50 years ago today, on May 25 1961, US President John F. Kennedy decided "...this nation should commit itself to achieving the goal, before this decade is out, of landing a man on the Moon and returning him safely to the Earth." Eight years later the Apollo program fulfilled the task, leaving the world with a legacy that includes advances in computers and communciation, lessons in managing complex projects, technological innovations and new views of the Earth. [more inside]
posted by Brandon Blatcher on May 25, 2011 - 79 comments

Gordan Ugarković

Croatian software developer and amateur image processor Gordan Ugarković takes images from NASA's unmanned space probes released to the Planetary Data System, splices them together and tweaks the colors, sometimes combining higher resolution black and white images with color images, sometimes recreating what the object would look like in natural color (ie, in visible wavelengths, from images taken in multiple wavelengths), sometimes heightening the contrast to bring out detail. (via) [more inside]
posted by nangar on May 20, 2011 - 7 comments

Puny Earthlings, you will be reduced to a smoldering sphere

The International Academy of Astronautics is holding the Planetary Defense Conference: Protecting Earth from Asteroids May 9-12, 2011. in Bucharest, Romania [more inside]
posted by IvoShandor on May 12, 2011 - 13 comments

This view of time does not look encouraging for time travelers

The concept of time as a way to measure the duration of events is not only deeply intuitive, it also plays an important role in our mathematical descriptions of physical systems. For instance, we define an object’s speed as its displacement per a given time. But some researchers theorize that this Newtonian idea of time as an absolute quantity that flows on its own, along with the idea that time is the fourth dimension of spacetime, are incorrect. They propose to replace these concepts of time with a view that corresponds more accurately to the physical world: time as a measure of the numerical order of change.
posted by finite on Apr 25, 2011 - 127 comments

The frozen desert

Huge cache of frozen carbon dioxide found on Mars.
posted by The Whelk on Apr 24, 2011 - 45 comments

In Soviet Russia, Photoshop Crops You!

An interesting article from Wired about Soviet photo manipulations from the 1960s space race. [more inside]
posted by PepperMax on Apr 14, 2011 - 14 comments

A Journey's End

Following on the heels of NASA's announcement of the final resting places of the various space shuttles, NASA, in conjunction with William Shatner, released a final video commemorating the program. (SLYT)
posted by Heliochrome85 on Apr 12, 2011 - 25 comments

What Yuri Gagarin Saw

First Orbit. "On 12th April 2011 it will be 50 years to the day since Yuri Gagarin climbed into his space ship and was launched into space. It took him just 108 minutes to orbit Earth and he returned as the World's very first space man. To mark this historic flight we have teamed up with the astronauts onboard the International Space Station to film a new view of what Yuri would have seen as he travelled around the planet. Weaving these new views together with historic voice recordings from Yuri's flight and an original score by composer Philip Sheppard, we have created a spellbinding film to share with people around the World on this historic anniversary." [more inside]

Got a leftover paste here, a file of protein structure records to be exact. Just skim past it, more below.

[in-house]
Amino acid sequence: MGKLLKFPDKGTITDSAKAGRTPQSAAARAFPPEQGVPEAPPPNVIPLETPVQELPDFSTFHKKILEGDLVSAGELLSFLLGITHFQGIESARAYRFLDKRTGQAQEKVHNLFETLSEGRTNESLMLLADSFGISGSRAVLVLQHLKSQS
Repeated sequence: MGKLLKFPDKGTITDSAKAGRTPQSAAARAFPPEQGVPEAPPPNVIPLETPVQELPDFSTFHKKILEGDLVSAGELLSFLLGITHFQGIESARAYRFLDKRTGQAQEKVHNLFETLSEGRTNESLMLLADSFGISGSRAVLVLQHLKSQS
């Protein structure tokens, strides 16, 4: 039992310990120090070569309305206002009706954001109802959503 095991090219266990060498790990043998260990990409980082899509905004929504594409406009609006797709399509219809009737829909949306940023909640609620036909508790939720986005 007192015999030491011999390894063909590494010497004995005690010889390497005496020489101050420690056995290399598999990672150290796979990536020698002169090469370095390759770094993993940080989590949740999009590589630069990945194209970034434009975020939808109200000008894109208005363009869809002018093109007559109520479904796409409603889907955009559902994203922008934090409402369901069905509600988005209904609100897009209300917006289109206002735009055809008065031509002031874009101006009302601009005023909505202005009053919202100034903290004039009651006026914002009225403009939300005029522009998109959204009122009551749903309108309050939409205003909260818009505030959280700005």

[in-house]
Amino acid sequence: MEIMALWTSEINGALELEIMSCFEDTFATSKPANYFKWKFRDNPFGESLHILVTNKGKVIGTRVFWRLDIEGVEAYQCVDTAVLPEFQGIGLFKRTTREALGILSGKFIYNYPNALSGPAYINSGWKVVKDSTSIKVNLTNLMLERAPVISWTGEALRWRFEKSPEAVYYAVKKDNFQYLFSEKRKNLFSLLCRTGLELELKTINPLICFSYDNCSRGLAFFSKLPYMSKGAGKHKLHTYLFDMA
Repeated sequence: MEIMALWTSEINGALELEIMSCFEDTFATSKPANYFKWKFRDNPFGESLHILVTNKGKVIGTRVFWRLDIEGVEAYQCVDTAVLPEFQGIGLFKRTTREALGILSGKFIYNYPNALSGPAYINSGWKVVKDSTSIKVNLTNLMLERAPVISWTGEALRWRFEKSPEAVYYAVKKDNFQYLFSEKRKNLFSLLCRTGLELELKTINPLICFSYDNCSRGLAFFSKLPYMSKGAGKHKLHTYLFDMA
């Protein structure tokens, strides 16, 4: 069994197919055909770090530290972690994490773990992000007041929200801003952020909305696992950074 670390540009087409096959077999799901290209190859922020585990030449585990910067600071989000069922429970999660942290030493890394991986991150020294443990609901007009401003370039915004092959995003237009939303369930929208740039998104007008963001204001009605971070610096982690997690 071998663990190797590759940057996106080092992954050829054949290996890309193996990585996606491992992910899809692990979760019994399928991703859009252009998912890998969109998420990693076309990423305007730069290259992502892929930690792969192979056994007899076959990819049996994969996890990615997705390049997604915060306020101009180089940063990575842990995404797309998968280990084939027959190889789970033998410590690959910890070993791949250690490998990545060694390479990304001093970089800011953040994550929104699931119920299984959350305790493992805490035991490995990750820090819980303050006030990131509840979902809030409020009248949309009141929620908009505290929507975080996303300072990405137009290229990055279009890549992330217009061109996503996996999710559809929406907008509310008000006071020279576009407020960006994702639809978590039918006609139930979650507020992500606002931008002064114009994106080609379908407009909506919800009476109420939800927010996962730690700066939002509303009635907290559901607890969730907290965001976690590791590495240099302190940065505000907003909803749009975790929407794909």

posted by homunculus on Apr 11, 2011 - 32 comments

And a great big blue sky below

32 images of the earth from the blackness of space, many with spacewalking astronauts in the foreground, presented in a Big Picture style. (via) [more inside]
posted by filthy light thief on Apr 7, 2011 - 34 comments

A beautiful and powerful solar system viewing tool.

Have fun and learn at the same time.
posted by analogtom on Apr 4, 2011 - 23 comments

Space Jam

Flute jam aboard the International Space Station [SLYT] [more inside]
posted by inedible on Apr 3, 2011 - 45 comments

Reflections on Pioneer

As they leave the solar system, the Pioneer spacecraft have anomalously decelerated, pointing to a possible gap in our understanding of gravity. Now, a computer graphics technique known as Phong shading predicts that the Pioneer anomaly is just a side effect of how the shape of the spacecraft reflects sunlight.
posted by jjray on Mar 31, 2011 - 57 comments

Want to explaind the Solar System to someone?

A beautiful interactive model of our Solar System
posted by analogtom on Mar 22, 2011 - 20 comments

Radiation Belt Modelling For Living With A Star

The Van Allen Belt is a pesky radioactive torus surrounding Earth. Spacecraft operating for extended periods within it must use heavy and expensive radiation hardening techniques just to survive. Tethers Unlimited has proposed a rather daring scheme for circumventing this nuisance: HiVOLT. [more inside]
posted by Casimir on Mar 20, 2011 - 24 comments

What Have You Done For A Friend Today?

In 1967, Cosmonaut Vladimir Komarov went up in a capsule he knew would never get back (NSFW gruesome image) to earth in one piece. He could have bowed out of the mission, but that would meant his good friend, Yuri Gagarin (the first man in space) would have drawn the mission instead. So Vladamir launched knowing it was a suicide mission. The CIA was listening in , and recorded what may have been Vladimir Komarov's last words, amid cries of rage. Adding to the tragedy, Yuri died in a plane crash the next year.